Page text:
and fresh. Neither of us is at our best when polishing - we like to

ambush.’



John Hegarty, the executive creative director of BBH, regards enthusiasm

as a key ingredient for US success. He says: ’Rooney will find it very

exciting.’



Hegarty makes this point because US culture is evolving constantly.



Carruthers’ talent for the visual will serve him well. ’We are in a

visual culture - ideas have to cross so many borders,’ he says.



He also warns that the British can’t rely on their own reputations,

however good, when trying to make it in the US. This is not to say he

underestimates Carruthers’ worth. ’Rooney and Larry understand how to

put across ideas in a profound way,’ he remembers from their time at

BBH.



One of advertising’s most famous and creatively successful partnerships

came to an end when Barker left WCRS for BMP two years ago. Together

they had earned a reputation for fast living, developed particularly

while at DDB Needham in the late 80s.



A merger with BMP was looming on the horizon so there was a lot of

uncertainty.



Faithful to their creative director, Tony Cox, the duo coined the motto:

’Nothing on the box ’til we hear about Cox.’ So instead of writing ads

they spent all their time in the pub and other dens of iniquity.



’It was fabulous but it was killing us,’ Carruthers recalls. Six months

after the merger they were poached by Hegarty. ’The boys became men,’

Carruthers proclaims. ’We didn’t expect to get the job because of our

naughty reputations, but we were quick workers and every day was

fantastic. At BBH I got stylish and really learned how to art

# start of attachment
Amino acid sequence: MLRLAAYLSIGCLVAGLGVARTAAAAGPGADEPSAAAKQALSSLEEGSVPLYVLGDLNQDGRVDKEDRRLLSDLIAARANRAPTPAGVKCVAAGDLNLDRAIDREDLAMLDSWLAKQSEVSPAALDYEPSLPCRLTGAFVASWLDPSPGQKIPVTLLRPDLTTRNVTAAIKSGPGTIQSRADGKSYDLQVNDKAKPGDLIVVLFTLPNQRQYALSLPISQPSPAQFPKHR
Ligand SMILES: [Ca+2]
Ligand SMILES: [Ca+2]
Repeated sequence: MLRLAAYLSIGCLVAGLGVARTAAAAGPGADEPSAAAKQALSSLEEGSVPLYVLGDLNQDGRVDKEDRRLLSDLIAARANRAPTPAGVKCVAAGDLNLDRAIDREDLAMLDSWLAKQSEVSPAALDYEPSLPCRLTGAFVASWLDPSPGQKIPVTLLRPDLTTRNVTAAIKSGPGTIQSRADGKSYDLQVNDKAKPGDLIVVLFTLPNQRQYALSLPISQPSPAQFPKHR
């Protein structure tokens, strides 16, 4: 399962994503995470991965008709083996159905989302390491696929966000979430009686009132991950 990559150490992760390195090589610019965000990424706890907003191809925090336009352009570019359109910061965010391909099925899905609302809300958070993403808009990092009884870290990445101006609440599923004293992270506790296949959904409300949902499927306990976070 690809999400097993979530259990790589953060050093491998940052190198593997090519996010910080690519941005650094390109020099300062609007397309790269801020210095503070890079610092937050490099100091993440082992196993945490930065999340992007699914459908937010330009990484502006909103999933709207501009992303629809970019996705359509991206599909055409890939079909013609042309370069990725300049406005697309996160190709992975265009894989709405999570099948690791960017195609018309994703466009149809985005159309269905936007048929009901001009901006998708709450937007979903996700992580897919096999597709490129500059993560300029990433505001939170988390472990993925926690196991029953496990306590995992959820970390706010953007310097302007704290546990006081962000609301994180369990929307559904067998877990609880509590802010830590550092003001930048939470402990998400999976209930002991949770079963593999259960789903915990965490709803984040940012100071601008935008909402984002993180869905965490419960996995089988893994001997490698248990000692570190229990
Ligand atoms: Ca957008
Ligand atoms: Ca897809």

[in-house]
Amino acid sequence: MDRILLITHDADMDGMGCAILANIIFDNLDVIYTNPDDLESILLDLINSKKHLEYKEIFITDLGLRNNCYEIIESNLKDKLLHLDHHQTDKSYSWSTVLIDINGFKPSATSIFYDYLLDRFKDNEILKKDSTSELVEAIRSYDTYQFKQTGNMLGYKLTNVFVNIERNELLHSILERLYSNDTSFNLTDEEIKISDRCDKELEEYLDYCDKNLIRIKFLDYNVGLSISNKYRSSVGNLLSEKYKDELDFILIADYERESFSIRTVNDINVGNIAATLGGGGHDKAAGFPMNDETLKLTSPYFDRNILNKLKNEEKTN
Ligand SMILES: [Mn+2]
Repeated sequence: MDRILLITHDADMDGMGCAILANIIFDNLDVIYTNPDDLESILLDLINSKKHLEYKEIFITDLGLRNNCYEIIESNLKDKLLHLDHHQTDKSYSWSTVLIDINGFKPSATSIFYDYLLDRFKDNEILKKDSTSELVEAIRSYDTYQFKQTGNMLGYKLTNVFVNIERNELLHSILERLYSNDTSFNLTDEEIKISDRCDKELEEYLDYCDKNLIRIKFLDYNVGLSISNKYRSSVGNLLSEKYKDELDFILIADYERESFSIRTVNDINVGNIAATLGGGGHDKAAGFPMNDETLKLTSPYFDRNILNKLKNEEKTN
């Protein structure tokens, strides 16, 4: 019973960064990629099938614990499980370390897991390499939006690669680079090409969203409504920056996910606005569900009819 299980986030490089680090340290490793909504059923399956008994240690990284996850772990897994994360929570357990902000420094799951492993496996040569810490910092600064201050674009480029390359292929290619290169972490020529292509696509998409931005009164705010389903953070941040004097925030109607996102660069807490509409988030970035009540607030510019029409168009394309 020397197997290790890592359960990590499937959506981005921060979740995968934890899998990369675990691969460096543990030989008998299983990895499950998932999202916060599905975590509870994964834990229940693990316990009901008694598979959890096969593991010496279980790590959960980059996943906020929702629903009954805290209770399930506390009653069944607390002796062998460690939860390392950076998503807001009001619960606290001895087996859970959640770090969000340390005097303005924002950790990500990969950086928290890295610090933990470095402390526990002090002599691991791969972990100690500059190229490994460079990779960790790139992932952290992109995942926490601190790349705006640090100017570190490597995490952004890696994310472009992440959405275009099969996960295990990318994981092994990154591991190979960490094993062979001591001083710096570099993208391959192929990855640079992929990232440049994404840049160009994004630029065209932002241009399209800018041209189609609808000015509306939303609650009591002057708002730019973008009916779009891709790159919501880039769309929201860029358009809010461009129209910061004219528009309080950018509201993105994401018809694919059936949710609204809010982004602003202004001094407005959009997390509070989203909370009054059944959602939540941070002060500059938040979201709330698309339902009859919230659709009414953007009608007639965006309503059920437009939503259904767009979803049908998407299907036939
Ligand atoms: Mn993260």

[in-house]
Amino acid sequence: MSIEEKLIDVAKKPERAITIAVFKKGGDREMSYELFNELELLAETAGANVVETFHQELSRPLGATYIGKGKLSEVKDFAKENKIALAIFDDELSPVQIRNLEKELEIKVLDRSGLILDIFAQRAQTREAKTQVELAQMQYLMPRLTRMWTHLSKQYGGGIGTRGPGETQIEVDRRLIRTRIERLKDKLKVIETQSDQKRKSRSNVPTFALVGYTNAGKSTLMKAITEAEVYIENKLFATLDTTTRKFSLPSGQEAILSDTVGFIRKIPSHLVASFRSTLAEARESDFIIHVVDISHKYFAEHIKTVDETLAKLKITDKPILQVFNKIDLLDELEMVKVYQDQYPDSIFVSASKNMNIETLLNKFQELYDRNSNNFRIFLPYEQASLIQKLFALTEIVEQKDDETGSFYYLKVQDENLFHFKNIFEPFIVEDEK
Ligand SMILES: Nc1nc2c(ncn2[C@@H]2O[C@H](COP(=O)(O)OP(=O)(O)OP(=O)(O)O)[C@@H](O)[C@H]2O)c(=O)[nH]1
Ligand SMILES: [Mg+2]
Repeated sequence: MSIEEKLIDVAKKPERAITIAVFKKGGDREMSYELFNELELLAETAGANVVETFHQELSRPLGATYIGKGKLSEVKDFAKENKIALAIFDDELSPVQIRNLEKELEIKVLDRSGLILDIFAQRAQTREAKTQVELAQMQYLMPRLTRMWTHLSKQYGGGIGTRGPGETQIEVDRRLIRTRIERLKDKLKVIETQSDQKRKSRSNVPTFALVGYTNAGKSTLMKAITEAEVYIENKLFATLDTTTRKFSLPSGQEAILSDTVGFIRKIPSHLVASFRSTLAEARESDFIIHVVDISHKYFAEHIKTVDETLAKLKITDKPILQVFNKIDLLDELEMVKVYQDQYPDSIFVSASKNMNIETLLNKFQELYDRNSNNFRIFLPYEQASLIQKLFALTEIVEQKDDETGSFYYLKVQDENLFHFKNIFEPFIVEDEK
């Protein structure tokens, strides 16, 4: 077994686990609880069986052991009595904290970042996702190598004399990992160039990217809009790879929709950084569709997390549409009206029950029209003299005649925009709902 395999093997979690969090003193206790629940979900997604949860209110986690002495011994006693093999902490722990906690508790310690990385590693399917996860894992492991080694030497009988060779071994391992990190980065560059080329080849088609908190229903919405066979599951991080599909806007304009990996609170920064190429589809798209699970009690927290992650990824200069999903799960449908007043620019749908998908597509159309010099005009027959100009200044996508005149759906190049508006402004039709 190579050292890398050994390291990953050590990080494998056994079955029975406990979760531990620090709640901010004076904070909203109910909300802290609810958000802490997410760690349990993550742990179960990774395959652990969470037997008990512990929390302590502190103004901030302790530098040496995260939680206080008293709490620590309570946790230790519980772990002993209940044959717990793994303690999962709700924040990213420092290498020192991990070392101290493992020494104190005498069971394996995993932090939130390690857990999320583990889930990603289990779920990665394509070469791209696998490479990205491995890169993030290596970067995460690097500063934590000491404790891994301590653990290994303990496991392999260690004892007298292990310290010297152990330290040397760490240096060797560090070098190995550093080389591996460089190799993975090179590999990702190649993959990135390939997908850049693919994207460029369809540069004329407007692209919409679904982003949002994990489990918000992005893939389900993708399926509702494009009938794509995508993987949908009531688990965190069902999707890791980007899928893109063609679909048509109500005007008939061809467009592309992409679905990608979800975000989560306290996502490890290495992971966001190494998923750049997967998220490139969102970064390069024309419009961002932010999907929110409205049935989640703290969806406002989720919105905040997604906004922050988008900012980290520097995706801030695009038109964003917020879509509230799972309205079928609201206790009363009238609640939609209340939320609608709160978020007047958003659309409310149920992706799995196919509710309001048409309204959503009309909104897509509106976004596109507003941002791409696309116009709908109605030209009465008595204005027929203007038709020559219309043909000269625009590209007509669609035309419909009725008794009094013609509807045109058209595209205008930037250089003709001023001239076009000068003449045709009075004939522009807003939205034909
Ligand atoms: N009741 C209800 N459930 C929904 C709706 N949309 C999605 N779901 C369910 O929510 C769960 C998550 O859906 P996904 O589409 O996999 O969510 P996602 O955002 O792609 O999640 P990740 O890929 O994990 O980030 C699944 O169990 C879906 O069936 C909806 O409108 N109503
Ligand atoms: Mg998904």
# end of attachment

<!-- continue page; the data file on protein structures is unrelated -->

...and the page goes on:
direct.’



Carruthers’ polished style has aroused speculation that he might become

a director. ’I wouldn’t like the solitude - I love having people around

me. Agencies are such a laugh,’ he says.



After a brilliant spell at BBH, the duo accepted an offer from the

troubled WCRS in February 1993.



Orange, First Direct, Caffrey’s, Worthington, BMW, Tate & Lyle: their

contribution to the rebirth of WCRS was priceless. FCB will be hoping

for more of the same magic from Carruthers in San Francisco.



According to a former FCB San Francisco senior executive, Carruthers

will have the ’absolute support’ of the entire agency. But Hegarty

warns: ’He has a very big task. It is an agency in search of meaning and

it needs management as well as creative leadership. There is a danger

that the fate of the entire agency will fall on Rooney’s shoulders when,

in fact, it is everybody’s responsibility.’



This is where Carruthers’ enthusiasm will come in handy. ’He has passion

to such a degree that it will shock a lot of them and they’ll fall in

love with that. For Rooney, it’s about every day being interesting,’

Barker says.



Although he is looking forward to San Francisco, Carruthers can’t help

but look back. In London, he is a popular figure and he knows he has

been ’well protected’ by all his industry friends. ’I’ll miss the

production companies,’ he begins, before reeling off a roll-call of

thanks, like an Oscar-winner acknowledging everyone who has made this

moment possible.